Nearly 25K Texans’ absentee votes – representing one out of every eight absentee voters – did not get counted because of new requirements for absentee ballots. The statewide rejection rate was 12.4%, a dramatic increase from the 2020 rate of around 1%.
County election officials rejected 14,281 Democratic ballots and 10,355 Republican ballots, according to the Secretary of State’s office. Looking just at absentee voters, those figures represent 13% of Democratic absentee ballots and 12% of Republican absentee ballots. As a result, 1.3% of all Democratic primary voters and 0.5% of all Republican voters’ ballots were rejected.
For the first time, absentee voters were required to write their driver’s license number of last four digits of their Social Security number on the return envelope for their ballot to be accepted. The blanks for those numbers are located under the flap that seals the envelope to protect those numbers from unauthorized eyes. The numbers they write must match the numbers on file with the voter registrar. For many absentee voters, that registration card was filled out years if not decades ago and may not include that information.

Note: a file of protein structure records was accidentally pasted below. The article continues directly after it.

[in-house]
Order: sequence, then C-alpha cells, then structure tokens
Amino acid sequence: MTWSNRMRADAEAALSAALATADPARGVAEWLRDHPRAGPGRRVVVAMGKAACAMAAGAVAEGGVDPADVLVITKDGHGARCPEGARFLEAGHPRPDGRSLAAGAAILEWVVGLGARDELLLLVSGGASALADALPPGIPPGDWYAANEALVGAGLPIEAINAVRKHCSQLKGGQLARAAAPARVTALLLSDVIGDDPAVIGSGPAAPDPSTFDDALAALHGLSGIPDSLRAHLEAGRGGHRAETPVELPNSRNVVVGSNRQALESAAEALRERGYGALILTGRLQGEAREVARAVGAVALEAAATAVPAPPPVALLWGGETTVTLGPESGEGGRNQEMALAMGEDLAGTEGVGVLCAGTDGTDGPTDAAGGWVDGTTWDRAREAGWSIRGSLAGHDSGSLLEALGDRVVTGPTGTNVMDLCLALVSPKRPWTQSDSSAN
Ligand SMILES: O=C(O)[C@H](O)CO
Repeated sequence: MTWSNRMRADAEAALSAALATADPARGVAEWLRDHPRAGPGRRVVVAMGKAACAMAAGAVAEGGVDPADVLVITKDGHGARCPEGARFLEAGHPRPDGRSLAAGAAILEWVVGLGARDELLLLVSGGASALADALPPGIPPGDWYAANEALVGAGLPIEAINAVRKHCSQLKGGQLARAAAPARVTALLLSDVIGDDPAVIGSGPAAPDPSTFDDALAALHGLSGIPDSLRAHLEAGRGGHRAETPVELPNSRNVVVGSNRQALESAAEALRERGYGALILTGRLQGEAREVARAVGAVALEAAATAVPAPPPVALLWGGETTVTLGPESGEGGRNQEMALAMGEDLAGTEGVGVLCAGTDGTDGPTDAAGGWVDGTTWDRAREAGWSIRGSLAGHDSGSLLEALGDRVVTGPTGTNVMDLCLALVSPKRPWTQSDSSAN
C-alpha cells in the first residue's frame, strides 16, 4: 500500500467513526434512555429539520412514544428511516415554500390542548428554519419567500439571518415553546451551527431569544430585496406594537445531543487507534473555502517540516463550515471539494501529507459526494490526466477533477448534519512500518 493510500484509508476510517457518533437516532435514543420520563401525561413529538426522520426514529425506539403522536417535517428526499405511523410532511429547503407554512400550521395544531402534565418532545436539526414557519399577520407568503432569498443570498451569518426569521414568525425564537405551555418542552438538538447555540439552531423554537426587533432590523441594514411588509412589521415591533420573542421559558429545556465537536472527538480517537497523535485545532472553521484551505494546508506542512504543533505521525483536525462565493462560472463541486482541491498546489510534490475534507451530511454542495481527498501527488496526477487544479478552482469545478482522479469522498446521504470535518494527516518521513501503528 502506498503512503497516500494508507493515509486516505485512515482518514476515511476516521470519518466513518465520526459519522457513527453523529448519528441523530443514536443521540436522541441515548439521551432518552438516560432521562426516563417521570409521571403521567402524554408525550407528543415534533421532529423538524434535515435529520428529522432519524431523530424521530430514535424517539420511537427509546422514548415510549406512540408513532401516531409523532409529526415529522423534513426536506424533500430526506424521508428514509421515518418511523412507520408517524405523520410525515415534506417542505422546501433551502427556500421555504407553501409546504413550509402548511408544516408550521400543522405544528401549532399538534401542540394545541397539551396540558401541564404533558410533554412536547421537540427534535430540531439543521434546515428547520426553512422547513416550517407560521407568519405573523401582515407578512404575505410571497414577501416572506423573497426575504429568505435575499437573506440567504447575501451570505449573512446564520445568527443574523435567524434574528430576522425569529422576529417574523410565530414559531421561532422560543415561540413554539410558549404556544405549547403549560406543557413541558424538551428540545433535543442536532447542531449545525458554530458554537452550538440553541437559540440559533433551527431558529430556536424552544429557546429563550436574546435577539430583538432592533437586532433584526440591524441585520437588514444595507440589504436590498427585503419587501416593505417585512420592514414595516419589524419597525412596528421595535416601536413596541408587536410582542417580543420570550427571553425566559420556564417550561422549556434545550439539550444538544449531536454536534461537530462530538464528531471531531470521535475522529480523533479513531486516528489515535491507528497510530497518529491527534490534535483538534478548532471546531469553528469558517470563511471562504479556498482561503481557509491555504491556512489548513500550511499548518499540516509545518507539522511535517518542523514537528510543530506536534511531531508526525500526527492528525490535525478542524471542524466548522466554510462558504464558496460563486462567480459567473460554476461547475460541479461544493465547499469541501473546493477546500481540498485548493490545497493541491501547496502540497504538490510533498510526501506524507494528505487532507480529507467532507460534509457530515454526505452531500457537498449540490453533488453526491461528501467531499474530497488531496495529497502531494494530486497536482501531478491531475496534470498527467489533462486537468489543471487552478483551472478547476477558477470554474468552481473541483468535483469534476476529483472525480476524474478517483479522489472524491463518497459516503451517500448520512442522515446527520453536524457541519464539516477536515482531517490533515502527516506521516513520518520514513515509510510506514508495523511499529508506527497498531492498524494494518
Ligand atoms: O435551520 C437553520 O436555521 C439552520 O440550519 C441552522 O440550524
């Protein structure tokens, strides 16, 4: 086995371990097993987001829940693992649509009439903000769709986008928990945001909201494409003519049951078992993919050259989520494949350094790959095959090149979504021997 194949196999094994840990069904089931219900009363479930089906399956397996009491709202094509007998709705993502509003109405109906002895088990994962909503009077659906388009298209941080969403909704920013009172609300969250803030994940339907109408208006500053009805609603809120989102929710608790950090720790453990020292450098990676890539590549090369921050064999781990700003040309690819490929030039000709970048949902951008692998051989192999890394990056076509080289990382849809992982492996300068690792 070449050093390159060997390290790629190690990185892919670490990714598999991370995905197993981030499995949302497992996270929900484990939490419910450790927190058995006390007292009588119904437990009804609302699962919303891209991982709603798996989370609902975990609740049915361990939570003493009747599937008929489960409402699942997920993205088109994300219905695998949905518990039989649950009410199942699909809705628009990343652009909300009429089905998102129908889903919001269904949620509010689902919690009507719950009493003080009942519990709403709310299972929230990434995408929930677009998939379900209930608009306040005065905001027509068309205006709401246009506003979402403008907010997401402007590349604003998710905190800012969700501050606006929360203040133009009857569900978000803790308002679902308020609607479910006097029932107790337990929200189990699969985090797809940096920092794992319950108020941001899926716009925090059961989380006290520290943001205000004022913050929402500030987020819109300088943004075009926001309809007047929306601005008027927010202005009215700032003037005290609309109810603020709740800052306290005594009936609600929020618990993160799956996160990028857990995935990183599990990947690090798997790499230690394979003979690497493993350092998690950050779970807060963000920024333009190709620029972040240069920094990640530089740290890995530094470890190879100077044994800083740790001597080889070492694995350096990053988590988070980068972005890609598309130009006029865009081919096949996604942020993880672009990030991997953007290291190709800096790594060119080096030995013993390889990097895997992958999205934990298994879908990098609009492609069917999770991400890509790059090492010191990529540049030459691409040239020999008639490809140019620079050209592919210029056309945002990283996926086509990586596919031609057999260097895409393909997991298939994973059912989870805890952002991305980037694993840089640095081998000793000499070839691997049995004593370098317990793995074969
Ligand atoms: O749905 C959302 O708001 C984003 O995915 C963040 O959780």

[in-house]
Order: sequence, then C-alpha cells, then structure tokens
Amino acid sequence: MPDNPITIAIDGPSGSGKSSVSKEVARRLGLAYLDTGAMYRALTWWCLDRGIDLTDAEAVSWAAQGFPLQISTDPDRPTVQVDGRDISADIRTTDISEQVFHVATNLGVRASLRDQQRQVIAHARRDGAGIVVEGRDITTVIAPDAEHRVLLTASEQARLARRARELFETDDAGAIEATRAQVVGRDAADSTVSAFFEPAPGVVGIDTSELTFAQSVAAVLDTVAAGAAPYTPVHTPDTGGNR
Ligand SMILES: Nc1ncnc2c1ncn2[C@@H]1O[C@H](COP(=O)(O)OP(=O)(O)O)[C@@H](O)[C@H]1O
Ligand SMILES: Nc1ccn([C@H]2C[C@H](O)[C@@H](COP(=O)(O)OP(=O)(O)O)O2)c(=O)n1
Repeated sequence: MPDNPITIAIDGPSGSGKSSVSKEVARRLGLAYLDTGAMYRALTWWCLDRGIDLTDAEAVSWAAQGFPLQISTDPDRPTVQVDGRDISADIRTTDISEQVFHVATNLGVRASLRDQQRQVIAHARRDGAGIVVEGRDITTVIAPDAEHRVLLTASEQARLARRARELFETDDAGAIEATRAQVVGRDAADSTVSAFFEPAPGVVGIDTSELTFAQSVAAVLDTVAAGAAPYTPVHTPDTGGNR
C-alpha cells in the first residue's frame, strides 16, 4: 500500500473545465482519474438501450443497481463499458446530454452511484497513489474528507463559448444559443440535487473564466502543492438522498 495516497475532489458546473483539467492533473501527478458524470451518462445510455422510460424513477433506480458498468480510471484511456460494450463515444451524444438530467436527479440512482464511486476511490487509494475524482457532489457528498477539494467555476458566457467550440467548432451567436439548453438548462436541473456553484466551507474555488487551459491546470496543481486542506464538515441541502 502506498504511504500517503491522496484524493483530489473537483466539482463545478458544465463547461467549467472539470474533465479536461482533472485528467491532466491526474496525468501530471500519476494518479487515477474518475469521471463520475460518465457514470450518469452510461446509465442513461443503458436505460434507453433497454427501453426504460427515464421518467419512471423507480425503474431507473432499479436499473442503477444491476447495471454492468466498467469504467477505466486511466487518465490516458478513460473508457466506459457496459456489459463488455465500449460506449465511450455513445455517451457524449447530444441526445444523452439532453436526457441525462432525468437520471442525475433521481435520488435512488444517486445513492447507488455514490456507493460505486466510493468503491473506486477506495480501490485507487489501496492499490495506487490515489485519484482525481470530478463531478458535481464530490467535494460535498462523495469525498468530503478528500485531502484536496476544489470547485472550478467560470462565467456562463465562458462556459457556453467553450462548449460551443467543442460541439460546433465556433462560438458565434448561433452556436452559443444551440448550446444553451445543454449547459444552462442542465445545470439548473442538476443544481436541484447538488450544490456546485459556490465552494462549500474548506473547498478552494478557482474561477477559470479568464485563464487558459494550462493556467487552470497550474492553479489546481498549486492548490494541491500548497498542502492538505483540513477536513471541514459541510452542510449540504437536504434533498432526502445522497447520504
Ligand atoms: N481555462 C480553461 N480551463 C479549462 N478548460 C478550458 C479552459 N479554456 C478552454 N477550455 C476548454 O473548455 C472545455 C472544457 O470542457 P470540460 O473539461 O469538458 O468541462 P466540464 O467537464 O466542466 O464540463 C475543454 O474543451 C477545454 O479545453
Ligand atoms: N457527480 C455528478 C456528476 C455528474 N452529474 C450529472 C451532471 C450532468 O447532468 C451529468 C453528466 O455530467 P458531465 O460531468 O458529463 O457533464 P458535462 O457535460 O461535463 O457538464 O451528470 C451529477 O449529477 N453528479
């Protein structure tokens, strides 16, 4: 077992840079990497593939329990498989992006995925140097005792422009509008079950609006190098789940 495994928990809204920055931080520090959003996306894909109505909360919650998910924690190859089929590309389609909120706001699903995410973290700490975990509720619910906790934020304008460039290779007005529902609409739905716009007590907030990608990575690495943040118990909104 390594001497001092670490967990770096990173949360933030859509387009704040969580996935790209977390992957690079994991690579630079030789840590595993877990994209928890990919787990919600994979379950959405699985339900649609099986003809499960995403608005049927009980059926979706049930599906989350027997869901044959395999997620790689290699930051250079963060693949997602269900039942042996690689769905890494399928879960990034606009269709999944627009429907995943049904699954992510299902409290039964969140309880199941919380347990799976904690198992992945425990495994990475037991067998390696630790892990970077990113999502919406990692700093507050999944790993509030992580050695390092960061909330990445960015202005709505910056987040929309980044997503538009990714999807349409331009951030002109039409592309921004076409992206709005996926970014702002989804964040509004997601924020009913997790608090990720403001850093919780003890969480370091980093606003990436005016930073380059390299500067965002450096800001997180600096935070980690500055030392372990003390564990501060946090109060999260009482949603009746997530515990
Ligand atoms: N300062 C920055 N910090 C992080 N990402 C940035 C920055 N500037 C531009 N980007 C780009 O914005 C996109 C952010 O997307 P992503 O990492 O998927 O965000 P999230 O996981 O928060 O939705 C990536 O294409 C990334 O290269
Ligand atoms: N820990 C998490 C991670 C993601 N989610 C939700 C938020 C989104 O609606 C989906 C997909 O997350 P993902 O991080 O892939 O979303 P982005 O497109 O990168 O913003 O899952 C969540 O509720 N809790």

The law provides means for voters to “cure” any issues with their absentee ballots. Voters whose ballots were rejected “may come to the [county election] clerk’s office in person to correct the defect” pursuant to Section 86.011(d), Election Code. One of the main reasons people vote by mail is because they are physically unable to go in person, rendering the curing process meaningless for them.
At this point, no one has reported that any rejected absentee ballot was fraudulently cast.
HD93 open (Likely R): Speaker Dade Phelan (R-Beaumont) endorsed Laura Hill (R) in the runoff over Nate Schatzline.
©2022 Texas Election Source LLC